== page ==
But with Quixote you expect a trip to the BRB, and with the IQ doubly so.

What do you know, the end-game is as it should be. Clear, to the point, the icing on the cake. WATER twice amended to PINOT and MEDOC giving what is definitely a plethora of real words to fill a grid that was in places bereft of same.

I suspect this is a barred grid puzzle of the old school, but having not been solving the things that long I couldn’t say for sure. But one that was a real treat, if an unexpectedly challenging one. Here’s Monty Python on the subject of miracles.

A fun puzzle by Peter to start the week, with nothing too difficult, unless you floundered for a while trying to think of an Italian city that wasn’t the capital, or briefly considered SPIKE for 1d that is. The top half took marginally longer than the rest, but I suspect that was just me running out of puff halfway through, completed at a sprint as this was from the bottom up. Nicely judged for a Monday, and I suspect a real crowd-pleaser.

COD? I’ll go with 21ac – “European clergyman dropping king in favour of court is catholic (8)”.

To Halloween 2016 for all the answers and parsing of the clues. The observant among you will note that Fifteensquared has had a makeover that looks rather nifty.

If you track down the columns of your completed grid you will see the 4-letter names of the composers BA/CH, LA/LO, IN/DY, NO/NO, PE/RI, RO/TA, and AR/NE; there’s also Ernst TO/CH in row 2. The pangram was just there to put you off the scent, reveals Phi in the comments to the puzzles blog from way back in May 2016 here.

Now that may or may not be a difficult and brilliant piece of grid filling, but the fact that it forced the setter to give us a few obscure or unlikely-seeming terms to find in our clue solving: Tenuto, Sunnites, Liner notes(?), Uniter(?), Quinella(?), and Rinderpest – shows that there were sacrifices made for a theme which once again almost no-one will have spotted unless they were helped to do so in conversation with the setter, as happened back in 2016. Contrast that with Donk’s wonderful puzzle yesterday – where the theme was clear to all, or Math’s Sherlock Holmes based puzzle on Tuesday – both were pure delight. Unfortunately this puzzle has been weakened in order to enable what turns out to be a joke almost no-one will get. For my money Phi is at his best when either he eschews themes altogether or at least makes them discoverable to the general solver; when he does his puzzles are excellent.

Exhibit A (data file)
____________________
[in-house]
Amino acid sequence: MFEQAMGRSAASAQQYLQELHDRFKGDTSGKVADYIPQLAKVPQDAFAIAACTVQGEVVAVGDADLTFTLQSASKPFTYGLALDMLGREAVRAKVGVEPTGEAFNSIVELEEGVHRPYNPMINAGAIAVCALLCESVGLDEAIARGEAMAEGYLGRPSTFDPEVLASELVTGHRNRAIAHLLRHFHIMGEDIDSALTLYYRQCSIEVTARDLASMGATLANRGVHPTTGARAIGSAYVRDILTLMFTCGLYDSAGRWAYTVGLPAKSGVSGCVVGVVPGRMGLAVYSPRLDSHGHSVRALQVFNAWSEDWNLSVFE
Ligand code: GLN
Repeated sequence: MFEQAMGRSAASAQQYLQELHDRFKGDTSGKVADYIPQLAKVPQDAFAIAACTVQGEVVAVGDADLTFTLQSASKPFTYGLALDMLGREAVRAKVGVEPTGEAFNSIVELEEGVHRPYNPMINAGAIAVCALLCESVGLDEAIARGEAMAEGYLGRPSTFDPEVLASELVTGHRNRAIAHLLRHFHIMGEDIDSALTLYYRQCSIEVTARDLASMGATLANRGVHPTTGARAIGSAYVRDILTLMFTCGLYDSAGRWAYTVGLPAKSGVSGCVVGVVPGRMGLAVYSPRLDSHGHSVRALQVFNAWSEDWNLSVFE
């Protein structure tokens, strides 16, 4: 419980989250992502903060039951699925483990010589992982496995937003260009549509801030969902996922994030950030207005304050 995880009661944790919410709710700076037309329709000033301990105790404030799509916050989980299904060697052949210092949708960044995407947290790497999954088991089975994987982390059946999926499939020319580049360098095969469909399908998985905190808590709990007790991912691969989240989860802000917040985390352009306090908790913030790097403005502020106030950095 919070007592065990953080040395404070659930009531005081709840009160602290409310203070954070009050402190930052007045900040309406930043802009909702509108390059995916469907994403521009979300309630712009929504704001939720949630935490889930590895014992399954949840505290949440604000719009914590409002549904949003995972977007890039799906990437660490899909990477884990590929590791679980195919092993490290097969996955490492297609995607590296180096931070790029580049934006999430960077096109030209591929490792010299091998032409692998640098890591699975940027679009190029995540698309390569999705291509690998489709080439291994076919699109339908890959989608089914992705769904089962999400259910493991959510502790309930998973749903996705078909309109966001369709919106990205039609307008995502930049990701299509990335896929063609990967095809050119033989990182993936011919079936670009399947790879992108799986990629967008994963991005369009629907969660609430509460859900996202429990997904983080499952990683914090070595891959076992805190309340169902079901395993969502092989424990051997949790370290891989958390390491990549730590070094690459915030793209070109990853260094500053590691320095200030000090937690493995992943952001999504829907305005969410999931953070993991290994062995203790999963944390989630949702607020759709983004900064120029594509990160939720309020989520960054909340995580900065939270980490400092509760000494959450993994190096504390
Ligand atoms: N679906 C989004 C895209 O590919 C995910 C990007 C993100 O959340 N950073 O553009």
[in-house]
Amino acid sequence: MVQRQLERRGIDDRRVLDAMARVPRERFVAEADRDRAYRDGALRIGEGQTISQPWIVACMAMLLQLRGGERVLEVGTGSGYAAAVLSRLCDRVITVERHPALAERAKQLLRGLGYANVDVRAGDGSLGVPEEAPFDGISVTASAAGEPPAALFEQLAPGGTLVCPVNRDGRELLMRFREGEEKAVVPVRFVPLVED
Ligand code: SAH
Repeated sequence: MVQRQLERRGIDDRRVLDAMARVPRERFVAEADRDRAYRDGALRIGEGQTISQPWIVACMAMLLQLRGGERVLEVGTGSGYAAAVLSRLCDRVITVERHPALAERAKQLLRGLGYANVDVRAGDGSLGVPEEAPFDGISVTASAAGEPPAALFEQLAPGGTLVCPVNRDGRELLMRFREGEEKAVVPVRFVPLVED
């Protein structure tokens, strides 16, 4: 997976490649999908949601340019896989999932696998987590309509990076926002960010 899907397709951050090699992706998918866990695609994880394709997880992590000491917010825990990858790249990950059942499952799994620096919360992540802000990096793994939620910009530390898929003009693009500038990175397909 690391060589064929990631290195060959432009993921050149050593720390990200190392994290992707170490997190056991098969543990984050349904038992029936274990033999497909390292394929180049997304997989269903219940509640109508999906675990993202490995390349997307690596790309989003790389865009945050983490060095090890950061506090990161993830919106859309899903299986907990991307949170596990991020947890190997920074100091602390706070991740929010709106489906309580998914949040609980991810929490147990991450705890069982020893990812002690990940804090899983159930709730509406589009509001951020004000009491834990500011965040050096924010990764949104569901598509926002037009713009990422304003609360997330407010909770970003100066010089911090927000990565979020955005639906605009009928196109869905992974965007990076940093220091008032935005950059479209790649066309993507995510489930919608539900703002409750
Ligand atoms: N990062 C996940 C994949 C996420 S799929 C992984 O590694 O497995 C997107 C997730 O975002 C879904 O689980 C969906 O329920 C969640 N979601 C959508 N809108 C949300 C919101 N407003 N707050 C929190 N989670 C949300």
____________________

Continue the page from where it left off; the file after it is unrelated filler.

Rant over. Now for the clues. Well there were a mixture of easy, straightforward solves and then a bunch of straightforward constructions with either stretched synonyms to find or with those difficult answers already mentioned. One exception was the complex, Russian doll style clue for 6d KNITWEAR, which might have made it as COD if I’d felt that ‘our team’ could be ‘we’ as well as ‘us’. I also enjoyed the nicely deceptive definition ‘lose heart’ for ‘Fall in Love’ at 18ac, but my COD goes to the following clue which, simple though it was, has a nicely polished feel about it:

14d Plans to accept scripture lessons in cathedral (8)

This crossword is constructed around something I’ve not seen done before – or, more precisely, not done so impressively before: a chain of eight answers, each one an anagram of the previous clue, plus one additional letter, taking us from RIM to the ten-letter IMPERSONAL. This is no small achievement. Donk deserves high praise for it.

To be sure, on my first read-through I was irritated by what I took to be just a high proportion of clues which were cross-referenced. Accordingly, the first part of my solve was largely confined to the left-hand side, which was more-or-less free of the interconnections. Only when I came to solve IMPERSONAL in the LHS, and ended up working backwards all the way to RIM did I realise what a tour-de-force Donk had created.

Moreover, there are some very nice cryptic or whimsical definitions, like “face employee” for MINER and “one lacking depth” for CYCLOPS.

There is one genuine obscurity: EXAUGURAL. This was very neatly and precisely clued, the crossing letters offered substantial reassurance and the possibility of there being an opposite for “inaugural” seemed reasonable, with this being the logical way to construct it. But I did have to go to my ancestral Shorter Oxford to find it (yes, I know I could have googled it, but in my hierarchy of what help to seek, googling comes as the last resort).

I would like to nominate, if I could, the chain-of-eight as the clue of the day. But I don’t think I can, so instead I offer 5d: “Short rotation works for one struggling with depth (7)”.

Click here for the answers and explanations.